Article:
This method combines the benefits of a traditional cash transaction with the tax-deductible benefits of a charitable donation. With a bargain sale, you will sell your property to the Arthritis Foundation and receive cash at closing, and you can receive a charitable deduction for the value of your gift! Bargain sales can still be accomplished, even if you still have a mortgage on your property, but we highly suggest speaking to your financial consultant before engaging in this gift model to find out what your specific options may be.
Give it Twice Trusts
This charitable remainder unitrust is a popular option that allows you to provide your children with income while making a much-needed gift to the Arthritis Foundation. We call this a “Give it Twice” trust, because you can use the trust to first give to your family for a number of years and then distribute the rest of the trust to us.
Benefits of this gift model include:
- Using the full value of your retirement account to provide income to your spouse, children, or other loved ones for a predetermined period of time
- Receiving an estate tax deduction and savings from your gift
The Arthritis Foundation can partner with you and your attorney to create a Give it Twice Trust. How does it work? First, you’ll complete an IRA or retirement account beneficiary designation form, which will name the Arthritis Foundation as your beneficiary. When you pass away, your retirement account will be transferred to the trust, which will provide your family and loved ones with income for life or for a predetermined amount of years. Once these payments stop, the balance of the trust will be transferred to us so we can continue working hard to lead the fight for the arthritis community.
Life Estate Reserved
If you want to leave your home or farm to us (and receive a charitable income tax deduction), then a life estate reserved may provide you with the solution you need! Benefits include:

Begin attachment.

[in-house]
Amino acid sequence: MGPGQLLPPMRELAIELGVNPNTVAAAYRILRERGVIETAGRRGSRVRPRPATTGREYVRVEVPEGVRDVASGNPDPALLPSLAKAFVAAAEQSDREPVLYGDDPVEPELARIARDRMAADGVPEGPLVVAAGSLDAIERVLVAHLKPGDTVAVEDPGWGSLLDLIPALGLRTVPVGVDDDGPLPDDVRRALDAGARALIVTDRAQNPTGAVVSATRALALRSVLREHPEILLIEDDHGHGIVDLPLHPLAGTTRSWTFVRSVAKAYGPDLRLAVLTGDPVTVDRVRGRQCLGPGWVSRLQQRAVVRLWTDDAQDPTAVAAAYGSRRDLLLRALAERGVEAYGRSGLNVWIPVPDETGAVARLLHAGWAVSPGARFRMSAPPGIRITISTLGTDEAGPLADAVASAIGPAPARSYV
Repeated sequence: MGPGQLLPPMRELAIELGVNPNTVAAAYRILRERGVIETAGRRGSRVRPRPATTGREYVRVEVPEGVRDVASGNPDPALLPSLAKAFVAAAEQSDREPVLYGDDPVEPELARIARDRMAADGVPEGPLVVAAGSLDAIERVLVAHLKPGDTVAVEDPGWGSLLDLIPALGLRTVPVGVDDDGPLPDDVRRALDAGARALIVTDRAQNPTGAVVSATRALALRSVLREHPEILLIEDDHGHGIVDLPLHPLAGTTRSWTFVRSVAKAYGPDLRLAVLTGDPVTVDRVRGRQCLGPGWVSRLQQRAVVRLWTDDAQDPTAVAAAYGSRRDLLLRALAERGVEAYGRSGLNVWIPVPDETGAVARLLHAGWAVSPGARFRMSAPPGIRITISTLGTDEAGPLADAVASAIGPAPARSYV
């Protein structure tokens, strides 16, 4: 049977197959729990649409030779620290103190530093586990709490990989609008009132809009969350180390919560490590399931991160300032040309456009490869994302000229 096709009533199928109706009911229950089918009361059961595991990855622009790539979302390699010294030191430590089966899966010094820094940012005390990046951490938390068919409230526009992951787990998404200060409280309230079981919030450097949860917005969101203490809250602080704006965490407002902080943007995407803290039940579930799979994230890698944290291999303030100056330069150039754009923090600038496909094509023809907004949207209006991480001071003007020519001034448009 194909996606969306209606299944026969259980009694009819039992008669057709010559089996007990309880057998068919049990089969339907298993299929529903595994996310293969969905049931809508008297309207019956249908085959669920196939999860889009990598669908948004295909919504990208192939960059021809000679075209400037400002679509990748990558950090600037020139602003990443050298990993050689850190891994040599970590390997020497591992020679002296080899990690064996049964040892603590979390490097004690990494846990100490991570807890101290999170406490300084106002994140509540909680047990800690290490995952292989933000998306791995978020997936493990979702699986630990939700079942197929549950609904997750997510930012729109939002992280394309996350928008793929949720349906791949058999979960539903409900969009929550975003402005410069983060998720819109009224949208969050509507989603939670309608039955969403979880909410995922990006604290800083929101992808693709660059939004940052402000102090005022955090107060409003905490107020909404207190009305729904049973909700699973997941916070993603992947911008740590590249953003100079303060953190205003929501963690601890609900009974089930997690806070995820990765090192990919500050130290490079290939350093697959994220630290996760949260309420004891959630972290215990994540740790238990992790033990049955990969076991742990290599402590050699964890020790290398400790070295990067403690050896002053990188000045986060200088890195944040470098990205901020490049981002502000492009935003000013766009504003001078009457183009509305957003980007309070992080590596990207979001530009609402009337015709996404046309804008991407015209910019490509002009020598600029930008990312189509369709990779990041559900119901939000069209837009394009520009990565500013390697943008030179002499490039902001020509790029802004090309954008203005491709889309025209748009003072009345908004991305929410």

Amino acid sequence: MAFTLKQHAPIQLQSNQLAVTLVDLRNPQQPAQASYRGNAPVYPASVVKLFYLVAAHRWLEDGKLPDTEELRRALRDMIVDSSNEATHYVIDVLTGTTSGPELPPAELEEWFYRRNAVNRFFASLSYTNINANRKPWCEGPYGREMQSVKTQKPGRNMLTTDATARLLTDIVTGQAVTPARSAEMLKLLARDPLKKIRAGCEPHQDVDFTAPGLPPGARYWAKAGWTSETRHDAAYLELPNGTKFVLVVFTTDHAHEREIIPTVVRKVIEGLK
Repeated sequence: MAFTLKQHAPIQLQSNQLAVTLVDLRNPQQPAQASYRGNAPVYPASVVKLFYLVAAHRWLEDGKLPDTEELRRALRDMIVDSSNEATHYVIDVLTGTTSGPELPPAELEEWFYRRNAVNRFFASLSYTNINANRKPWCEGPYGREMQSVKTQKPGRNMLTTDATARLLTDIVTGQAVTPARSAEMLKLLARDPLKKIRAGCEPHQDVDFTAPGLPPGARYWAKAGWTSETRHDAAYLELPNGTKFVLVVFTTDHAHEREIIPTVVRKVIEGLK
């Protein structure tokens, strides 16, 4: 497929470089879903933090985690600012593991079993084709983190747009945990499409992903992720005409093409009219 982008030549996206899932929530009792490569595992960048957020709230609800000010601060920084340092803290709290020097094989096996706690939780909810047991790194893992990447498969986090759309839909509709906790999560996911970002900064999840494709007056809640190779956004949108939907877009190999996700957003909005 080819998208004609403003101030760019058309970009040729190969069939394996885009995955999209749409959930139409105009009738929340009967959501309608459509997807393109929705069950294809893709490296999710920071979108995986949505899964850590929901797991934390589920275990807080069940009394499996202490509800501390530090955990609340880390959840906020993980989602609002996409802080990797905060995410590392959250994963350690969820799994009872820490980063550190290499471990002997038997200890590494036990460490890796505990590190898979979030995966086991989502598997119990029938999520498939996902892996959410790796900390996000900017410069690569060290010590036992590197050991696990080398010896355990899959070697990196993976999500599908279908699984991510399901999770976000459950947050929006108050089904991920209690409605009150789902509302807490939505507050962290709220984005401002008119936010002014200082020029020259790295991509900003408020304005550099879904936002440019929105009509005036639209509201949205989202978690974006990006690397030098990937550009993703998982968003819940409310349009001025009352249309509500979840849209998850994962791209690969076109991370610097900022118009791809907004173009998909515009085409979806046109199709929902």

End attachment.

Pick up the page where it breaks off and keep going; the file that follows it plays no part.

- Receiving a federal income tax deduction for the value of the remaining interest in your property
- Preserving your lifetime use/control of your home or farm
- Creating a life estate that preserves the use of your property for you and a loved one (e.g. your spouse or child)
To make a life estate reserved, first deed your home or farm to the Arthritis Foundation. Speak to your lawyer about crafting language in the deed that includes a provision allowing you (and your loved ones) the right to live on and use your home or farm for the rest of your life. Second, you and the Arthritis Foundation will sign an agreement outlining that you will keep the property in good condition, maintain property insurance and pay property taxes. When you (and any heirs or loved ones named in the deed) have passed away, your home or farm will be transferred to the Arthritis Foundation. We will sell or use the property to continue making strides towards finding a cure!
Questions? Ask Our Experts!
Talk to our team to find out more about planned giving or the numerous types of planned gifts we accept. Just fill out our short form, call 866-528-8687 or email email@example.com to learn more. You can also read the remaining posts in our series to learn more about how to help the Arthritis Foundation lead the fight against arthritis!
- Planned Giving Options: How to Give – Part One
- Leave Your Legacy: Planned Giving 101
- So Many Ways to Give: Your Planned Giving